© 2022 KGOU
News and Music for Oklahoma
Play Live Radio
Next Up:
Available On Air Stations

Senate Approves Legislation To Give More Insurance Coverage To Children With Autism

children holding hands
Flickr (CC BY-SA 2.0)

The state Senate overwhelmingly approved legislation Thursday that requires health insurers to cover the treatment of children with autism. The bill by state Sen. A.J. Griffin, R-Guthrie, requires coverage for the screening, diagnosis, and treatment of autism spectrum disorders in individuals under the age of 9.

"What this bill does is make that treatment option affordable and available first for children that are covered by a private insurance provider, and soon following, our SoonerCare recipients as well," Griffin said.

Under the measure, children would have access to applied behavior analysis for up to 25 hours a week, with a limit of $25,000 a year. Autism spectrum disorders affect how a person processes sensory information and their ability to interact and relate to others.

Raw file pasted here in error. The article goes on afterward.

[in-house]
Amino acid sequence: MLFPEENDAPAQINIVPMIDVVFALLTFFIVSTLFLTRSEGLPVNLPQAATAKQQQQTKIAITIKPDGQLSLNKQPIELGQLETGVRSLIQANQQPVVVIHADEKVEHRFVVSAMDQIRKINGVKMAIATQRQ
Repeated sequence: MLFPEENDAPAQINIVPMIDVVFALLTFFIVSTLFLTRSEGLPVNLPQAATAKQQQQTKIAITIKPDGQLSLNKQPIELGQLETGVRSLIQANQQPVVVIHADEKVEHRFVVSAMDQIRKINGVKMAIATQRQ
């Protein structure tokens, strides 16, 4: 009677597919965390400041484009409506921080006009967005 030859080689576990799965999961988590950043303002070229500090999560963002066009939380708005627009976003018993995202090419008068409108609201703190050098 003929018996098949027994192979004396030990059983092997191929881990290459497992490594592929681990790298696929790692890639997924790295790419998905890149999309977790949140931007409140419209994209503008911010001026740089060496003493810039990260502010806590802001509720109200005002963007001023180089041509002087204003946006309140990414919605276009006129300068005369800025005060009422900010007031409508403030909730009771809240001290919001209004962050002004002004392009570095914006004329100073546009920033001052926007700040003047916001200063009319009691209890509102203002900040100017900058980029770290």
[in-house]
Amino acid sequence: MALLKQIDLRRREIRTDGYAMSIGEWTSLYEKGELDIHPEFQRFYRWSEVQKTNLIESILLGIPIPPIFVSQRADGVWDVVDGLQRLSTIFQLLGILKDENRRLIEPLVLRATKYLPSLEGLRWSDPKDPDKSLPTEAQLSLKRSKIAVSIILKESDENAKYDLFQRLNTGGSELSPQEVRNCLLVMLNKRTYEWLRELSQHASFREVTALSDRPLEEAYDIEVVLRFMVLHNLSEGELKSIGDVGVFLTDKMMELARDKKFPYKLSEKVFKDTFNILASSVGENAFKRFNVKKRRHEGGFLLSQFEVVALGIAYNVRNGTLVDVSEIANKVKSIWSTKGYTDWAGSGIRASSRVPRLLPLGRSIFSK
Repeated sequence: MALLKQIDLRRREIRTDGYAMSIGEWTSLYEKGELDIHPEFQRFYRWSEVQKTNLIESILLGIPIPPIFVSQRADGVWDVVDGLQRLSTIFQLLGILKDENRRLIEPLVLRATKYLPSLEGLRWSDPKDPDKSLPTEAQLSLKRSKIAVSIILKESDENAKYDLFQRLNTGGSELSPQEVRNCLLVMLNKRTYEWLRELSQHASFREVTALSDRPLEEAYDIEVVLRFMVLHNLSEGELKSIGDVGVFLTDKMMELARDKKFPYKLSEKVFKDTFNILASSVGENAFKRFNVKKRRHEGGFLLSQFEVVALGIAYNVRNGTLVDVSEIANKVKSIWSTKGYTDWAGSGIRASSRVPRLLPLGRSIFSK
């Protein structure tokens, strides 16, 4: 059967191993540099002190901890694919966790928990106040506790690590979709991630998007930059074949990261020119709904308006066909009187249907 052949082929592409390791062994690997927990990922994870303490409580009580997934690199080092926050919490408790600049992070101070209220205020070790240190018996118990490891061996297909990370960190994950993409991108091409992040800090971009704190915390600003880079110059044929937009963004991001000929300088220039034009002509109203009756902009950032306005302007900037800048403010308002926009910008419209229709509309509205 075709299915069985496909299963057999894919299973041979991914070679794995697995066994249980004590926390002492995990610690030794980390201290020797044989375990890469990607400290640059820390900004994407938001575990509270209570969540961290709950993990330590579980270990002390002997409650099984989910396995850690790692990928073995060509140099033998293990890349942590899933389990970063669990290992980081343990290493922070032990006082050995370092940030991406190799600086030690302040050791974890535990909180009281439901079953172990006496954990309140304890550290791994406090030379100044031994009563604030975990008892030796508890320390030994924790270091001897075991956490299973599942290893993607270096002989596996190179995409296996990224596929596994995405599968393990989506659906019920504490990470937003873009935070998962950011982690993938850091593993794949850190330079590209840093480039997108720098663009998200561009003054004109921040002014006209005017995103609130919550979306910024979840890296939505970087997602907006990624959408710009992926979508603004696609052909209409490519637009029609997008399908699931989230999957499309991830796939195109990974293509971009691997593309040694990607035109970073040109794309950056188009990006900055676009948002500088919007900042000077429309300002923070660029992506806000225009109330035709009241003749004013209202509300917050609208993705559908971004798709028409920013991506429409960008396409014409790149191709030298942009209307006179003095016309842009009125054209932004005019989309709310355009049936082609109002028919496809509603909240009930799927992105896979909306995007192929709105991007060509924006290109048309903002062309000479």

Two of Tara Hood's three children have an autism spectrum disorder. She said the diagnosis is life-changing, but therapy and treatment can help a child have what she called a "normal" life.

"However, in Oklahoma, you find out that private insurance, health insurance is not required to cover anything related to autism," Wood said. "So it's a double kick in the gut in Oklahoma to get that autism diagnosis. You know there's therapy. It's life-changing, and you can't access that therapy unless you have a significant amount of money."

The Senate voted 36-5 for the bill, and sent it back to the House for consideration of the Senate amendments. Oklahoma's lower chamber passed a version of the bill last month on a 76-20 vote.

KGOU produces journalism in the public interest, essential to an informed electorate. Help support informative, in-depth journalism with a donation online, or contact our Membership department.

More News

Readers and listeners power the public service journalism KGOU and NPR provide. Donate online.